Sunday, October 21, 2012
Lisa Elmaleh: The Florida Everglades in Black and White
Posted by Jay at 7:40 PM
Google's Street View photographs have transformed the way people are able to travel the world. It has also transformed how artists are able to create new artworks. The influx of digital technology has enabled the creation of new types photographic art, but this doesn't mean the old ways are now useless; even a 100-year old camera can still create beautiful new images. Lisa Elmaleh proves that with her old school large format images of the Florida Everglades in black-and-white.
Lisa Elmaleh is a photographer and artist, creating images that sometimes involves people, other times nature. Her photographic method is unique in that she uses the Collodion Process (also known as the Collodion on wet plate/glass process), a century-old technique which involves long preparation, exposure and processing times with sensitive chemicals. She uses an 8 x 10 large format camera, and processes her plates in the trunk of her car.
In 2008, she began to document the Florida Everglades in its current form. Through her large format camera, the photographs depict While the images show a wild and untamed land, they don't show the destruction of caused by urban and agricultural encroachment, a big reason why Elmaleh began her project in the first place. In 2010, she again returned to the National Park as one of the Artists in Residence in the Everglades to continue to create documentary images.
In order to create photographs such as these, the photographer first has ensure that the glass plates (the photographic "negatives") are polished to a mirror finish to ensure there are no blemishes. He then pours the collodion solution on the glass, being careful to coat the entire surface. The plate is then dipped in silver nitrate which makes it sensitive to light, therefore allowing it to record a photographic image. The plate is inserted into the camera in preparation for an exposure.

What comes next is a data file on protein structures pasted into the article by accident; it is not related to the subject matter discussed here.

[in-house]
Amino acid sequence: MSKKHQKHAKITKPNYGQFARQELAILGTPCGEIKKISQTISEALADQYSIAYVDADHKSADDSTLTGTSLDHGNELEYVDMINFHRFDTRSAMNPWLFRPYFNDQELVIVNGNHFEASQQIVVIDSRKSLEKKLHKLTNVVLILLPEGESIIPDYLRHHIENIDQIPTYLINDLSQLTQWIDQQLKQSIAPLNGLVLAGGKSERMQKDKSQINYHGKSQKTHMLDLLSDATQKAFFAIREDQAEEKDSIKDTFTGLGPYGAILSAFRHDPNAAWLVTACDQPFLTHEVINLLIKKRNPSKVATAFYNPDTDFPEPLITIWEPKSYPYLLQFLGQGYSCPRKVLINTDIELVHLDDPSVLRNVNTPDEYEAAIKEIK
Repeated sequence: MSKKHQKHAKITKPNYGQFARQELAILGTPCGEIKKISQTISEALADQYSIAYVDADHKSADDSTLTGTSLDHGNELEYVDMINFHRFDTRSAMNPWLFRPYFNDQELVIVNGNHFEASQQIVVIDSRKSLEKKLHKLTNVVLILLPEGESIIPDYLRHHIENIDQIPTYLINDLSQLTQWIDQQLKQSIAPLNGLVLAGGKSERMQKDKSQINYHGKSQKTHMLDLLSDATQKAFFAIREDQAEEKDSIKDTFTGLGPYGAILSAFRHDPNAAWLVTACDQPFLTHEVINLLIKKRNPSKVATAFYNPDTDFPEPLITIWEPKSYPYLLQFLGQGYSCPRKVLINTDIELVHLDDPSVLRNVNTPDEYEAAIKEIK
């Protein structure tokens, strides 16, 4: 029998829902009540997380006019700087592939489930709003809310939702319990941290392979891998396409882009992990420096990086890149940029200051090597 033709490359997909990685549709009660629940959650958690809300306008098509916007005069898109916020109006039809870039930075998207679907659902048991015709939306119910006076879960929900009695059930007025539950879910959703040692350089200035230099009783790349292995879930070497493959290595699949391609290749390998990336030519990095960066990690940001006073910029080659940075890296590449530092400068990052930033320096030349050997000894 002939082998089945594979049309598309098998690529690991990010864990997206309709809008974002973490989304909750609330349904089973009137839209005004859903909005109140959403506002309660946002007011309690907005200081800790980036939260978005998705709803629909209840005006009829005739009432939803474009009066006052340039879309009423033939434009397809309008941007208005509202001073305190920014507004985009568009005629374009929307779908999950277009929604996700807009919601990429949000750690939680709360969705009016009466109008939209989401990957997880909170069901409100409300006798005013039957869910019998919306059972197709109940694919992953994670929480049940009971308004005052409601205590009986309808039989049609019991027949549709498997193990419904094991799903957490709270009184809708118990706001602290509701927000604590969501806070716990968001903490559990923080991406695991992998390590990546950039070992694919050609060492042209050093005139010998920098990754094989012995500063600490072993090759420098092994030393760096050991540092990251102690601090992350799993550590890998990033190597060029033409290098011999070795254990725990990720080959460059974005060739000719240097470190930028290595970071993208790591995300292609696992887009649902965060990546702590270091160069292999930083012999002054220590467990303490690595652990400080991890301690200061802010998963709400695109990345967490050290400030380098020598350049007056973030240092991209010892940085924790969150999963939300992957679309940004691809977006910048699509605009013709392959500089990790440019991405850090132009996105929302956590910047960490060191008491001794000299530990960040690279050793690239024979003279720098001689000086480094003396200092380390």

The exposure (or the actual "picture taking") can take anywhere from 30 seconds to five minutes. This is done by removing the lens cap to let the light in. The "image processing" is similar to film processing, with different liquids used as developers (used to coax out the image) and fixers (used to stop the image from being over processed), before it's ready to create a positive print.
Because of the collodion process she uses, Elmaleh's photographs of the Everglades look like they could have been taken 100 years ago. Trees, palms and bushes grow wild around the land while rivers and lakes encircle the area. The images don't look particularly astonishing, but that in itself is part of her mission and part of the Everglades itself. Elmaleh recalls what President Harry S. Truman said in his dedication speech of the Everglades National Park in 1947: "Here are no lofty peaks seeking the sky, no mighty glaciers or rushing streams wearing away the uplifted land. Here is land, tranquil in its quiet beauty...".
Photography (and video) have always had a curious position between fact and art; on the hand they are indispensable tools for reporting objective truths of the world, on the other hand they're just the medium for interpretative artworks. In Elmaheh's case, her photographs are factual recordings of the state of the Florida Everglades, however the photographic medium she uses changes the entire context. Still, in between fact and art, Elmaleh successfully shows the Everglades as land "tranquil in its quiet beauty."
Lisa Elmaleh's website is here. The large format, black-and-white photographs of the Florida Everglades are here. Her Kickstarter page has a short video discussing the her inspiration and motivation behind the Everglades project.